On July 24, 2018, the Exchange Product Group released the preview version of Exchange Server 2019. This version is the third version of modern Exchange Server. Like the previous versions, Exchange Server 2019 benefits from the product developments tested and implemented in Exchange Online. But not all features available in Exchange Online are available in the on-premises version of Exchange Server. Additionally, not all features that are announced for the new release will be available when the RTM build is released. That is something that we have learned with previous releases of the product.
Is it Worth it to Migrate to Exchange Server?
Does Exchange Server 2019 provide enough new features to justify a migration? Let’s have a look at the new features and the things that are missing in the new release of Exchange Server.
Exchange Server and Windows Server Core
The most important new feature comes with a new option for operating Exchange Server; to finally, install Exchange Server on Windows Server Core Edition. The lack of unnecessary graphical user interface components reduces the attack surface. I recommend operating Exchange Server 2019 on Windows Server 2019 Core Edition to implement the maximum security available. This option will not be available until Windows Server 2019 RTM has been released. The preview version of Exchange Server 2019 therefore allows for installing the product on Windows Server 2016 and Windows Server 2016 Core. Whether this option will still apply for the RTM version of Exchange Server 2019 remains to be seen. In any case, the use of Windows Server Core Editions should not worry you, as Windows Admin Center provides an excellent web management interface.
Processor and Memory
The performance of Exchange Server is the next important topic, following the operational security. With each version of Exchange Server, the Product Group has improved the performance using proven technology solutions. Whether you have benefited from these improvements always depended on how you have implemented Exchange Server.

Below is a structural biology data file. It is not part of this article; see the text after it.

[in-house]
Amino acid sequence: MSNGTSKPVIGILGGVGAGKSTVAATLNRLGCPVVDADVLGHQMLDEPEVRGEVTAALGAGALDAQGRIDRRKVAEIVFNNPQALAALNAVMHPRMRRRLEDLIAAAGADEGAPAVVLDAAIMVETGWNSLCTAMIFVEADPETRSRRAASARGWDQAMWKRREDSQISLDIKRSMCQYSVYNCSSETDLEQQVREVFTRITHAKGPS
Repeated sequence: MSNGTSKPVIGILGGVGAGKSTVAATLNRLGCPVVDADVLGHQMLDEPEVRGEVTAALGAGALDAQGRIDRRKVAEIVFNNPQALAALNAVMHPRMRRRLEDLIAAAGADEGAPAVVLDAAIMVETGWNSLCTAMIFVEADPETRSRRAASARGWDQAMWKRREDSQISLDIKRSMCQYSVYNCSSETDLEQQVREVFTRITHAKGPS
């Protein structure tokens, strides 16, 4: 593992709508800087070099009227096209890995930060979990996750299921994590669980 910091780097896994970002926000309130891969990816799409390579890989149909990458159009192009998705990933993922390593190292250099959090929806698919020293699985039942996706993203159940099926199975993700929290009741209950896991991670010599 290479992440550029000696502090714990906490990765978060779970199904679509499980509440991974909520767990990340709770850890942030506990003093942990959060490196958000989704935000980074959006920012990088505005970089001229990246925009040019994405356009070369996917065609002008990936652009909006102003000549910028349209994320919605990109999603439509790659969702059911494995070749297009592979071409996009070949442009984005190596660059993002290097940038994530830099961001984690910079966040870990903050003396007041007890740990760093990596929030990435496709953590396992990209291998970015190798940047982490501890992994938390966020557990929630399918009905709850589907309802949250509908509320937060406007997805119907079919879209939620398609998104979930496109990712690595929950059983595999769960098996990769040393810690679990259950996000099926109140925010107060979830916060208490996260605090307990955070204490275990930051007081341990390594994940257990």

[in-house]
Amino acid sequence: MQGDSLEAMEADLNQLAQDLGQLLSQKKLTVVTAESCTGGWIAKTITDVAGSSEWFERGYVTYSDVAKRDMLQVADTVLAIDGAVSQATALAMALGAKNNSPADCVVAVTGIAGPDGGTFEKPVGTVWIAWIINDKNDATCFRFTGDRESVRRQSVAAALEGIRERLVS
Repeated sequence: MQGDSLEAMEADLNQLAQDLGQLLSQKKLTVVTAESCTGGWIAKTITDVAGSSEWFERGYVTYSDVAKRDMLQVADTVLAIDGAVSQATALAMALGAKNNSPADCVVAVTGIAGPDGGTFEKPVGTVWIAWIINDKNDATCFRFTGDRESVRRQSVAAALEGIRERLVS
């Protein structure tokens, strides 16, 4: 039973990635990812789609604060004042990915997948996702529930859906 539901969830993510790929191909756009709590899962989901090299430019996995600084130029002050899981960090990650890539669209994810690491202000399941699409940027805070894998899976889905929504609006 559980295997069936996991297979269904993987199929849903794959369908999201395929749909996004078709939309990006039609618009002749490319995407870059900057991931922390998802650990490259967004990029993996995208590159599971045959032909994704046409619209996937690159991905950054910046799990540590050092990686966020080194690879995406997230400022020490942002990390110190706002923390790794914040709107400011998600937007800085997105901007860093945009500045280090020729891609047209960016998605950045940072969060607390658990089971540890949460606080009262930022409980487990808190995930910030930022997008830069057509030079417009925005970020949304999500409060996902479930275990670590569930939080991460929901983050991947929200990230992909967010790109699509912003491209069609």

The planning and operating Exchange Server 2019 is also governed by the Preferred Architecture (PA) (http://www.enowsoftware.com/solutions-engine/the-right-exchange-architecture) recommendations. The Product Group recommends running Exchange Server on real hardware. The main reason for this recommendation is that high availability is implemented at the application level (aka DAG) and a Hypervisor only adds complexity without providing real value. The next version of Exchange Server supports server systems with up to 48 processor cores and 256GB of memory. Remember that the virtualized operation of Exchange Server, regardless of CPU and memory configuration, requires that processor cores and memory are configured as fixed reserved resources. Nothing changes with this requirement with Exchange Server 2019.
In recent years, mailboxes have become larger and larger, and thus the required hard disk space. To further increase performance for large databases, Exchange Server 2019 offers an optional SSD-based cache option. As with the HDD-JBOD recommendation, the SSD-Cache option recommends using cost-effective components to ensure a good cost-benefit ratio. Unfortunately, this SSD-Cache is not available in the Preview Version of Exchange Server 2019.
The search engine previously used in Exchange Server was based on the FAST engine and has given many Exchange administrators sleepless nights. The Exchange Team’s blog post announced the integration of a new search engine based on "Bing Technology". First, it's good to finally get rid of the FAST search and no longer worry about corrupt search indices, but secondly, some readers will certainly cringe at the term "Bing". The Bing search engine available on the web has a very different perception of the quality of the search results, especially when used in non-English countries. However, in the context of Exchange Server 2019, the focus is less on the word "Bing" but on the term "Bing Technology".